A Southern Fairytale in an Uncharted Reality
“The bathtub” is the fictional, even fantastical location in “Beasts of the Southern Wild” in which all of creation is neglected. South of the Louisiana levees, it has no protection from wind or rain; it is nature untouched and uncontrolled, sporadically tame, harmoniously in flux. Yet life, in this post-Katrina vision, is still out of balance, organically, emotionally, existentially.
Among the fraternal community in the swampy confines is Hushpuppy, a five-year-old girl played with great spirit by Quvenzhané Wallis. She is raised by her ailing, hard-knocks father, Wink (Dwight Henry), alone, after separating with his wife, someone alluded to in oral histories and in the material possessions littered over one of the two raised shacks in which they live. Their compound hosts farm animals and unsanitary clutter, complementing the overgrown wildlife that’s enveloped their property. This is considered normal for Hushpuppy, whose isolation from modern reality breeds little domestic necessities.
The film was directed by Benh Zeitlin, adapting the Lucy Alibar one-act play “Juicy and Delicious.” His filmmaking offers a visceral physicality, often told from the perspective of Hushpuppy, magnifying wrinkled hands and the metronomic heartbeats of living creatures, sights and sounds intimately palpable for a young girl. This is tempered however by Wink’s aggressive, almost bipolar parenting as he struggles with heart problems that he attempts to mask through frighteningly abusive behavior.
Then the storm hits and while most of The Bathtub evacuates, Wink, Hushpuppy, and several other neighbors hold their ground. This seems unwise and foolish, and yet these uncounted residents know it may be the last time they lay claim to their homes, community, and way of life. Wink takes Hushpuppy aboard a makeshift raft, made evidently from the butt of a pickup truck. They float through a submerged town, a la Huckleberry and Jim, with Wink imparting paternal wisdom and practical skill as he feels his impending decline in health. There is unbridled frustration imparted towards Hushpuppy, who has unprecedented patience for an often drunk father and violent motivator.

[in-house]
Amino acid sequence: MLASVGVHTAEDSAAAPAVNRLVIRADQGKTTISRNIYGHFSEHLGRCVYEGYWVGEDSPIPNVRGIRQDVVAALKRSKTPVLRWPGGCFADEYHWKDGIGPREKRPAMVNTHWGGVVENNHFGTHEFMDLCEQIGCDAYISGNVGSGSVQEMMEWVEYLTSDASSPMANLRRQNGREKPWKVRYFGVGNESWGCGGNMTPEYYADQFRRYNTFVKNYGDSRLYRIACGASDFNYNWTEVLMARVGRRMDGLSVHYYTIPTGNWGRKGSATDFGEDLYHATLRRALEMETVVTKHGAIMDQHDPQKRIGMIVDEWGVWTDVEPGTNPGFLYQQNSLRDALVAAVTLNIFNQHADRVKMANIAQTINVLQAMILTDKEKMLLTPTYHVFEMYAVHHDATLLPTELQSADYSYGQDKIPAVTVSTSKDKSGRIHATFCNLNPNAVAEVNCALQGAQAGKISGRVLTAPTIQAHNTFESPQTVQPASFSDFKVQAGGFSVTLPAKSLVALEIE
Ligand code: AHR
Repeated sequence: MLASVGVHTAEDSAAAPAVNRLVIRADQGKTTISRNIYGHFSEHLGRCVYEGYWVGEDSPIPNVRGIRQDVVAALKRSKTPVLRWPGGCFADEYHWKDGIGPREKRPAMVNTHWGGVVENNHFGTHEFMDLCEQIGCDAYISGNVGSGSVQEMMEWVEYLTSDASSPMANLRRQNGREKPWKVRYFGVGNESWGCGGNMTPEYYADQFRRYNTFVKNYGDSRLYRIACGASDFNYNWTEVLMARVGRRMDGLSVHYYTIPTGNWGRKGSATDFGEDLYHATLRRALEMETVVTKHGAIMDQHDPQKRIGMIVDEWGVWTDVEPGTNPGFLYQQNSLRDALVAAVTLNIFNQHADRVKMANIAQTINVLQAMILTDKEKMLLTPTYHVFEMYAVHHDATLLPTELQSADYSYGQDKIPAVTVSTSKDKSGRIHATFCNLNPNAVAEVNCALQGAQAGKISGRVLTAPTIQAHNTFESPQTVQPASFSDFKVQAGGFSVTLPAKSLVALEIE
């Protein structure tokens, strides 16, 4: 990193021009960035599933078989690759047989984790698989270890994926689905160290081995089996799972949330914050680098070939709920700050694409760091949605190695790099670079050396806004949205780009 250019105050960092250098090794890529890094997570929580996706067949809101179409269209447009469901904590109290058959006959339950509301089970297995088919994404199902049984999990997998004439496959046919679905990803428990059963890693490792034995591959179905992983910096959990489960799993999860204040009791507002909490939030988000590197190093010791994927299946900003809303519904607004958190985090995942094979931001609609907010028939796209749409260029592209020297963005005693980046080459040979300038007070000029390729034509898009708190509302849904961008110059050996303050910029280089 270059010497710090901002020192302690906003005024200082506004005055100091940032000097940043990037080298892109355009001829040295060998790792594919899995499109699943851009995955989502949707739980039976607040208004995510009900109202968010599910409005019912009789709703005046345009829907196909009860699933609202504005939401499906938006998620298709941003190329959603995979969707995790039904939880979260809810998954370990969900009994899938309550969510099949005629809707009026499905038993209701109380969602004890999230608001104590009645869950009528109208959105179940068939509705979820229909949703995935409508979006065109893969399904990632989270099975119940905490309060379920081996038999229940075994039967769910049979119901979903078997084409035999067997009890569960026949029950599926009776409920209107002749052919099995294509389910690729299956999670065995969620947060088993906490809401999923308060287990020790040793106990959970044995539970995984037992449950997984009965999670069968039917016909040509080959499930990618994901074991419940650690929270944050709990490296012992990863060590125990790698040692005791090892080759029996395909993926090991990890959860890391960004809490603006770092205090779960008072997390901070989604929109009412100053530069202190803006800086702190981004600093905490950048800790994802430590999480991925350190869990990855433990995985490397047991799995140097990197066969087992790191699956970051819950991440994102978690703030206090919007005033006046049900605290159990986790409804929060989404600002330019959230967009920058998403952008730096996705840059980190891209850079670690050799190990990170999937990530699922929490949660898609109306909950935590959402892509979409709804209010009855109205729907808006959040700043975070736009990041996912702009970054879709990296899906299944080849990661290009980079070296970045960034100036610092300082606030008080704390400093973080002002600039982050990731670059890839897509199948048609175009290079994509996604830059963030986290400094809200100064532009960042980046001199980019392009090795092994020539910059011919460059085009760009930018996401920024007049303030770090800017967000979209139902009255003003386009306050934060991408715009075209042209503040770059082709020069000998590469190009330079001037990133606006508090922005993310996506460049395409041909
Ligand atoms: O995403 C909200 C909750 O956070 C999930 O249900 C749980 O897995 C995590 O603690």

Quvenzhané Wallis gives quite a performance with her frizzled fro and kindred spirit, unfiltered in community gatherings. Her charm comes through her deep aspirations to be remembered by scientists of the future as she scribbles down what look like cave drawings on cardboard and floors. She knows she must grow up fast, knows her father is weak, and feels the lack of a maternal presence, to which she calls forth at a distant lighthouse, a symbolic beacon of hope.
Her child perspective is illuminated in the film’s more fantastical elements which most prominently feature an allegorical tale of Aurochs, giant, prehistoric, boar-like creatures that come to life after the storm passes. Hushpuppy narrates in her sometimes indiscernible youngster dialect, tying in these mythological beasts that run parallel with her personal challenges.
In an evacuation center, the sanitized, bright white ceilings and walls provide a discomforting vision for Hushpuppy, but also the viewer. The flooded quarters, muddy dwellings, weathered roofs are realities rooted in family bonds. They are not seen merely as broken down dwellings, nor inhospitable vacancies. The neighborhood is a cultural hotbed, where memories always stay afloat and traditions are buoyed by generational teaching, to Hushpuppy and three other young girls who find refuge with other determined to stay members.
But Hushpuppy is wise beyond her years. She calmly professes cosmic canon, similar to Jack in Terrence Malick’s The Tree of Life, questioning and realizing her place in the world. “The whole universe depends on everything fitting together just right. If one piece busts, even the smallest piece… the whole universe will get busted,” says Hushpuppy. Unity begins at its most basic component, its natural, biological soul. Yet Hushpuppy’s current imbalance comes first in her parental foundation and lastly in her conviction.
Beasts of the Southern Wild is more digestible though. It’s less ambitious in its universal exploration like Malick’s Tree but grittier than a film like Melancholia, whose strength in human emotion came in its aesthetic beauty. Zeitlin focuses on nature’s unity, a community’s collective spirit, and a young girl’s voyage through life and death.
Hushpuppy , with her increasingly confident heart, cannot afford a contemplative journey or moody meltdown. She has the strength her father needs and the will to carry it forward. In this summer of superheroes, Hushpuppy has the force to spin a revered Dark Knight quotable into a Bayou blessing. She’s the “hero” The Bathtub deserves and the one it needs right now.